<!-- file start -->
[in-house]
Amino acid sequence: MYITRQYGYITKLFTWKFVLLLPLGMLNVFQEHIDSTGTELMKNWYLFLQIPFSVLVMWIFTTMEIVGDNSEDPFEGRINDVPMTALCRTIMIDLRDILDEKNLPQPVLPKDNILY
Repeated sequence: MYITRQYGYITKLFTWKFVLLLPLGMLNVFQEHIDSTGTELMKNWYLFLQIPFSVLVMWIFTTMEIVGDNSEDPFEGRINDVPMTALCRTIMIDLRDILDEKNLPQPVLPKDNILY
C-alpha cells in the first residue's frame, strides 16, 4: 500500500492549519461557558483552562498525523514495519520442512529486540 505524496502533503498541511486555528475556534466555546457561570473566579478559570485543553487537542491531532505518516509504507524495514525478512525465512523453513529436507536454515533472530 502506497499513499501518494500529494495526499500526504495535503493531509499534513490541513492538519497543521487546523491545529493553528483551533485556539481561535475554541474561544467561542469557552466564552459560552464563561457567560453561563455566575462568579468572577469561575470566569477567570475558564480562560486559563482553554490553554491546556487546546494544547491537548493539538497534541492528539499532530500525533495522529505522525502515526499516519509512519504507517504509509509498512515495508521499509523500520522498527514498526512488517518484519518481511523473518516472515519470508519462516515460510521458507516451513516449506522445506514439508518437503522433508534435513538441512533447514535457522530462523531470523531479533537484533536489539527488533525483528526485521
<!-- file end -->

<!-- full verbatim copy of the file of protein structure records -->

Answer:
[in-house]
Amino acid sequence: MYITRQYGYITKLFTWKFVLLLPLGMLNVFQEHIDSTGTELMKNWYLFLQIPFSVLVMWIFTTMEIVGDNSEDPFEGRINDVPMTALCRTIMIDLRDILDEKNLPQPVLPKDNILY
Repeated sequence: MYITRQYGYITKLFTWKFVLLLPLGMLNVFQEHIDSTGTELMKNWYLFLQIPFSVLVMWIFTTMEIVGDNSEDPFEGRINDVPMTALCRTIMIDLRDILDEKNLPQPVLPKDNILY
C-alpha cells in the first residue's frame, strides 16, 4: 500500500492549519461557558483552562498525523514495519520442512529486540 505524496502533503498541511486555528475556534466555546457561570473566579478559570485543553487537542491531532505518516509504507524495514525478512525465512523453513529436507536454515533472530 502506497499513499501518494500529494495526499500526504495535503493531509499534513490541513492538519497543521487546523491545529493553528483551533485556539481561535475554541474561544467561542469557552466564552459560552464563561457567560453561563455566575462568579468572577469561575470566569477567570475558564480562560486559563482553554490553554491546556487546546494544547491537548493539538497534541492528539499532530500525533495522529505522525502515526499516519509512519504507517504509509509498512515495508521499509523500520522498527514498526512488517518484519518481511523473518516472515519470508519462516515460510521458507516451513516449506522445506514439508518437503522433508534435513538441512533447514535457522530462523531470523531479533537484533536489539527488533525483528526485521